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Will NYC Parents Strike On the First Day Of School – And Beyond?

Despite last week’s City Council hearing on the September 13, 2021 return to school plans, where Education Committee Chair Mark Treyger and a cohort of parents advocated for a remote education option, Mayor Bill de Blasio and School Chancellor Meisha Porter insisted that, save for listed medical exceptions*, all students, vaccinated or not, would be required to return to school in person.

Soon after, I began hearing the idea of a parents’ strike, where public school families would keep their children home as a way to demonstrate just how many of them didn’t feel reassured by the safety protocols — and platitudes — they were being offered.

I asked my readers whether they would support such an action. Here’s what they had to say:

Yes, Strike:

CV: I will be part of the parent strike and if there is no remote option, will pull my child from public school.

KA: I can’t bear that we are sending our kids into chaos and closures, with a heightened risk of covid, when we are so close to a vaccine for children. I will definitely support a strike and was already planning to hold my son back for the first week, as the DOE isn’t requiring any baseline testing to weed out vacation covid cases.

JK: I absolutely will support the strike.  I made up my mind to hold off until the last minute and not send my kids to school. After many Zoom meetings with the Chancellor, districts, principals, I feel they all are singing the same tune – a tune that is not sitting well with me for many reasons.  All I hear is “vaccinations and multi-layered approach to safety” – but is that all that it is?  When I asked questions in forums, they were ignored. 

MRC: The lack of remote option is particularly concerning in light of the inadequate testing program — no Pre-Kers, no Kindergarteners, no vaccinated individuals, only 10% of those who opt in (which is not required to attend school) and only every other week. We know this virus — and the Delta variant in particular — spreads to and from children, asymptomatic individuals, and those who are vaccinated. The single-minded drive to get our kids in school, in person, at any cost is going to drive parents to homeschool, private school, and leave NYC altogether.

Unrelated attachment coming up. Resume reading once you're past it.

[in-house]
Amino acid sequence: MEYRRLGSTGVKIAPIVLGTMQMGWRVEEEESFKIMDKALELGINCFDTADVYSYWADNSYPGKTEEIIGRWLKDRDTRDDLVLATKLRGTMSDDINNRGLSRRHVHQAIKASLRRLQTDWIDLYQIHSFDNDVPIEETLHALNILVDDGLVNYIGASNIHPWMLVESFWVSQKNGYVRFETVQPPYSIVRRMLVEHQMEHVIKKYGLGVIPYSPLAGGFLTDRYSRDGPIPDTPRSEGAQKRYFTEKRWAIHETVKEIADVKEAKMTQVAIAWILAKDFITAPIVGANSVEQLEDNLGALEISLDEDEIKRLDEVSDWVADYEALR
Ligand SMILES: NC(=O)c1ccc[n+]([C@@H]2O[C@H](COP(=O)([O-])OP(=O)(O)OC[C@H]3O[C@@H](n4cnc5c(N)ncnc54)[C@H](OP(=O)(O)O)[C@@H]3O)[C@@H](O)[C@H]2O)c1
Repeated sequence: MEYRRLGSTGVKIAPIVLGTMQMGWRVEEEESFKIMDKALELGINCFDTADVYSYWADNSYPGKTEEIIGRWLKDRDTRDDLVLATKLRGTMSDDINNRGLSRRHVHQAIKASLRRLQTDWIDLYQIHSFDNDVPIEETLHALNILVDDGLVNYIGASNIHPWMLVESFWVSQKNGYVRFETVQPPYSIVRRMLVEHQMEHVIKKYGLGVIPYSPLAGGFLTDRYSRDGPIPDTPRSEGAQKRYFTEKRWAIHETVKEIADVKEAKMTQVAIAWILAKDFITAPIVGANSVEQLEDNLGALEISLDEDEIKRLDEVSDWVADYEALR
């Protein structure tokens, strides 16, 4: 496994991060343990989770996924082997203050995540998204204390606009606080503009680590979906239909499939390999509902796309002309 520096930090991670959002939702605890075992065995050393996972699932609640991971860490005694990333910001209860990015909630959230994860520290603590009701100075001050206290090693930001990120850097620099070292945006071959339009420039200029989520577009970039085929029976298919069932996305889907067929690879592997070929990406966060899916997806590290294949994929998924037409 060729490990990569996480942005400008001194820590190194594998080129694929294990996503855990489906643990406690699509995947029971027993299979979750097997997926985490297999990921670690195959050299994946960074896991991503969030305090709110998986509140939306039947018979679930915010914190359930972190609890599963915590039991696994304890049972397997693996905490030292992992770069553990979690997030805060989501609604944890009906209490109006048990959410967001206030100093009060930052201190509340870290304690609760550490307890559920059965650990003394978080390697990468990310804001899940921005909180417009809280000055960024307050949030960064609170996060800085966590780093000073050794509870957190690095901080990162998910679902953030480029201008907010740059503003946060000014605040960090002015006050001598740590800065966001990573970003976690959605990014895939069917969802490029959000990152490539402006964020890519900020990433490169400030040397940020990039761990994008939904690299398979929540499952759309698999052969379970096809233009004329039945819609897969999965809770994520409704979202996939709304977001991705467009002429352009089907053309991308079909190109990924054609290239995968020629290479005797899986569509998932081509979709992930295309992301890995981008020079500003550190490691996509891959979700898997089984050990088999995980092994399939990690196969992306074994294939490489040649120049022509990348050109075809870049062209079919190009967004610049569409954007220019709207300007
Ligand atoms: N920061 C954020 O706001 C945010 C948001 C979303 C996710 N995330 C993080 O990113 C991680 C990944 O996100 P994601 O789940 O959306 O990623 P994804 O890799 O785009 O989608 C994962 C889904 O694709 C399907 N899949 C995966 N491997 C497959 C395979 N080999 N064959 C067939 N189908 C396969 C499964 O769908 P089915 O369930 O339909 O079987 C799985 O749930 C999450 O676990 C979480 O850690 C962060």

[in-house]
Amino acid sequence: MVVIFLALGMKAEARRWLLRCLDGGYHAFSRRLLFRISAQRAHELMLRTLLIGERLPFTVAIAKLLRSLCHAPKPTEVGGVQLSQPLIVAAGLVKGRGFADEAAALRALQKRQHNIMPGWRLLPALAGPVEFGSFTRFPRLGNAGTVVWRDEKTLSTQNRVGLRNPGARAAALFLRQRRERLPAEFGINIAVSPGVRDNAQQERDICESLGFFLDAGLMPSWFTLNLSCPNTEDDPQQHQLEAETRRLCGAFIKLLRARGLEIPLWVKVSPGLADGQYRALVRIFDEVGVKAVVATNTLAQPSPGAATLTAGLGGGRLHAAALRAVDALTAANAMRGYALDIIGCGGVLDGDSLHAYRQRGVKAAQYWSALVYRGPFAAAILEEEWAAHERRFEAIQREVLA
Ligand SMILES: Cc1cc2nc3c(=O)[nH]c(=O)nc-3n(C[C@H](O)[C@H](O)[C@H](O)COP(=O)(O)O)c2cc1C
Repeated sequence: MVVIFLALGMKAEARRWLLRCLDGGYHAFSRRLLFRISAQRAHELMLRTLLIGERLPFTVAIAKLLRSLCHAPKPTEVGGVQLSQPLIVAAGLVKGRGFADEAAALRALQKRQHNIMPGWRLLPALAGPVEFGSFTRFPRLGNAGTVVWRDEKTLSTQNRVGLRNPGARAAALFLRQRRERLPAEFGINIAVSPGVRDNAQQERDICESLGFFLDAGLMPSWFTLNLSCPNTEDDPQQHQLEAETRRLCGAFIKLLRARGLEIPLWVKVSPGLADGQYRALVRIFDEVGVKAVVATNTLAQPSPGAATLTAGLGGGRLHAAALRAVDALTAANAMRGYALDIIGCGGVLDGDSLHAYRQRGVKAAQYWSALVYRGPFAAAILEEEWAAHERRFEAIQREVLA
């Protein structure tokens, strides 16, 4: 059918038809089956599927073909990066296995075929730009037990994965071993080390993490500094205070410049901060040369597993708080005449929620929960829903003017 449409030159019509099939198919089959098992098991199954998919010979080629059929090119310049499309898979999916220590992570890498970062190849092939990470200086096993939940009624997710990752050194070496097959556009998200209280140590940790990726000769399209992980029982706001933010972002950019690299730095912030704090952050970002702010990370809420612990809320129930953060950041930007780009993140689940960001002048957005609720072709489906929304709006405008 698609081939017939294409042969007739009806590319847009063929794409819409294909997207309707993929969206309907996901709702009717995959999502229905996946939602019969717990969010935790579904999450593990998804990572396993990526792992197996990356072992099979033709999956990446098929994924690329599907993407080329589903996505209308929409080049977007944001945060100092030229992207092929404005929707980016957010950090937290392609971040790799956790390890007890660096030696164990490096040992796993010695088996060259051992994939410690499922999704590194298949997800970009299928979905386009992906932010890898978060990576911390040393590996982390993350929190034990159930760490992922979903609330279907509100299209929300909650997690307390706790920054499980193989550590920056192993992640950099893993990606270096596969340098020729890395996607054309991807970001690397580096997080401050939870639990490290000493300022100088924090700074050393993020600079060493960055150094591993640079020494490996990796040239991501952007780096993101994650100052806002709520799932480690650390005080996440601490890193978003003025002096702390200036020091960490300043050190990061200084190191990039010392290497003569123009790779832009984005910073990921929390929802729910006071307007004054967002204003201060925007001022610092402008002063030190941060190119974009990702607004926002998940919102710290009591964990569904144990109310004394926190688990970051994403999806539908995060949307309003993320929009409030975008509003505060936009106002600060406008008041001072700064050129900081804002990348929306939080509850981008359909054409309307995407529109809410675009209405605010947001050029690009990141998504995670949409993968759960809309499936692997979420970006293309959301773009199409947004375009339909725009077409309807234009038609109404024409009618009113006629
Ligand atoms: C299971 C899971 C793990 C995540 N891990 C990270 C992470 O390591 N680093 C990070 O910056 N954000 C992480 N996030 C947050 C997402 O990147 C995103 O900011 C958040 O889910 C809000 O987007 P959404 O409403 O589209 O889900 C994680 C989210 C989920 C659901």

TK: I am going to notify DOE of our decision to homeschool. At this point it seems to be the only choice to keep both my kids and older members of my family safe (grandparents are immunocompromised and vaccines were not much help for them). 

SMC: I would support a parent strike. We’ve already informed our daughter’s elementary school that she won’t be attending in person until she’s fully vaccinated. We were told that her absence would likely trigger an investigation, but we’re prepared to accept that.

EK: I’d support a strike over masks on 5 year olds- the rest of the world does not mask small kids, the outcome is identical, why is this country doing this?

KP: I would definitely support a strike! Children’s lives should be more than just $$$ to schools and families should have a say in their education.

AE: I would absolutely support parents who strike. 100%. Bill de Blasio excoriated former President Trump, saying HE (de Blasio) believes in SCIENCE (emphasis de Blasio’s). And yet, here we are. We are in a global pandemic about to hit the peak of a worse variant than the original strain and yet we have increased classroom density and reduced testing. Even if only 2% of students are positive, that’s still 22,000 students taking their masks off to eat lunch with their peers with a prevalent variant that spreads in less time than it takes to read a board book, let alone a 30-minute lunch period. As if that weren’t enough, teachers and students who get their first dose in late September will not be fully vaccinated until NOVEMBER, though they will continue to be at school in the meantime. This is a cluster of the highest proportions. It is completely irresponsible. It is grossly negligent. And it is patently condescending to the parent body. I will not send my daughter back in the school building. 

Leave your own thoughts in the Comments, and come back tomorrow to hear from the other side!

  • Re: the medical exemptions, a mother writes to lament, “One thing I wanted to add about the public school reopening debacle, I mean homecoming, is that the mayor and the DOE have artificially restricted access to medical exemptions such that their guidance doesn’t actually match CDC guidance. The CDC says children and adults alike are at risk of severe complications from COVID if they are asthmatic, among other conditions. Asthma is prevalent in urban communities like ours. So you would expect to find asthma on the list of conditions for which the DOE will grant a medical exemption from in person learning while we deal with this *respiratory* virus. But you won’t find it there. If your child is asthmatic and, per the CDC, you are worried about the implications of COVID, you have to ask the DOE for a special eligibility review, and then cross your fingers. So much for science.
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